An analysis of a model of extraocular muscle cooperation
Brzustowicz, Thomas Jude
Master of Science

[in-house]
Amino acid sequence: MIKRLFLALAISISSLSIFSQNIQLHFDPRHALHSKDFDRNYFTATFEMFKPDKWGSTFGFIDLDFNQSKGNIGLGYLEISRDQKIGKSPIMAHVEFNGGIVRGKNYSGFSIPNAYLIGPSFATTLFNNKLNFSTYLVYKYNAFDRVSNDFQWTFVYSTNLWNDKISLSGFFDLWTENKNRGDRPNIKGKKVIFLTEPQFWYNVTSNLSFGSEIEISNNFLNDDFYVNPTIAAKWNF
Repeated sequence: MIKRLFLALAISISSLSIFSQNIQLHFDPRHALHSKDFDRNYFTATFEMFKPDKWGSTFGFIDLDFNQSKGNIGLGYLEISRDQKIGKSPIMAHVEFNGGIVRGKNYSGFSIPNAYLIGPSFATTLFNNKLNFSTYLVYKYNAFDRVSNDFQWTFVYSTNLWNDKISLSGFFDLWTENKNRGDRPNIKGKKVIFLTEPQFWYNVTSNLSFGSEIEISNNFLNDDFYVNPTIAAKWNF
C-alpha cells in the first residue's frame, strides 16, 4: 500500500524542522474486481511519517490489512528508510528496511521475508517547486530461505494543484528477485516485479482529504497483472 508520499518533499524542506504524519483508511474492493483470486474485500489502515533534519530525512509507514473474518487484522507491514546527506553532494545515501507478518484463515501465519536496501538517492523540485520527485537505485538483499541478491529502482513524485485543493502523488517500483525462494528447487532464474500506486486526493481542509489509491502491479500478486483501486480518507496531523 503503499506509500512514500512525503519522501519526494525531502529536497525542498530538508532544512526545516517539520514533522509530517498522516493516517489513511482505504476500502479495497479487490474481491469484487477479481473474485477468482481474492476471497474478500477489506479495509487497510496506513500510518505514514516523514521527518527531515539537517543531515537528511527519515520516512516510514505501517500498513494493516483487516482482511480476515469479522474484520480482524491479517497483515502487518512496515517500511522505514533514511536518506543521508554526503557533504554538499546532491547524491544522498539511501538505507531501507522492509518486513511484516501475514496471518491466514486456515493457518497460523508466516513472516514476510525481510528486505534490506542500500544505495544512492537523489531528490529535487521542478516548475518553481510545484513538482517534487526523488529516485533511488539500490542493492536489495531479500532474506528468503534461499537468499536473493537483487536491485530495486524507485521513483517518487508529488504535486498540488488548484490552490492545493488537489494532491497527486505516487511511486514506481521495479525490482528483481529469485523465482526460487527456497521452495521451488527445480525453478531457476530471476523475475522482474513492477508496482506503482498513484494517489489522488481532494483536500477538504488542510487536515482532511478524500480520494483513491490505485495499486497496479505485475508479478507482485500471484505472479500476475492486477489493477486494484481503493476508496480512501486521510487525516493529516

A model of the mechanics of human eye positioning has been evaluated for accuracy by comparison with clinical data of typical oculomotor diseases. By extending the existing monocular characterization to include interaction between a pair of eyes. a new binocular model is implemented. Furthermore. the improved iterative scheme developed for obtaining eye position from innervation of extraocular muscles insures convergence to a solution in only a few iterations. Computer programs implemented to solve this problem and its inverse are now coupled in such a way that the resulting model describes the innervational control and mechanics of positioning two eyes when one is fixating and the other is following under cover. Using this binocular model. an atlas of plots of hypothetical oculomotor defects and surgeries is compiled. Each plot simulates the prism-cover test and shows the normal left eye fixing at nine diagnostic positions and the corresponding locations of the following right eye. Abnormalities implemented for the covered eye include: a muscle palsy, a 5% weakened muscle, and a 5% strengthened muscle. In addition. surgical corrections such as myectomies, recessions, resections, and various combinations thereof are also simulated. Clinical data of 7 actual cases of oculomotor pathology are plotted in the same format as the hypothetical cases. The patient data are simulated in two different stages: First» the patient's condition both before and after surgery is simulated in accordance with a simple diagnosis. Recognizing that isolated defects rarely exist clinically, additional complications are then suggested. On the basis of hypothetical simulations in the atlas, changes in model parameters are made which yield prism-cover results more closely corresponding to the patient's pre-surgery data. Using this refined model, the simulations of surgical corrections are also improved. The results are treated in two separate cases: 1) the hypothetical cases* and 2) the clinical cases. The hypothetical results dealing with the four recti are in excellent agreement with accepted ideas. Although different from traditional views in some ways, the plots of the obliques appear reasonable. Similarly, the clinical cases show good agreement for the rectus muscles, while the obliques are not as well represented. An analysis of the results suggests that the model represents the general properties of the static extraocular system well and is a good starting place from which to develop a more accurate and sophisticated model. It is hoped that this thesis will benefit further work in this area.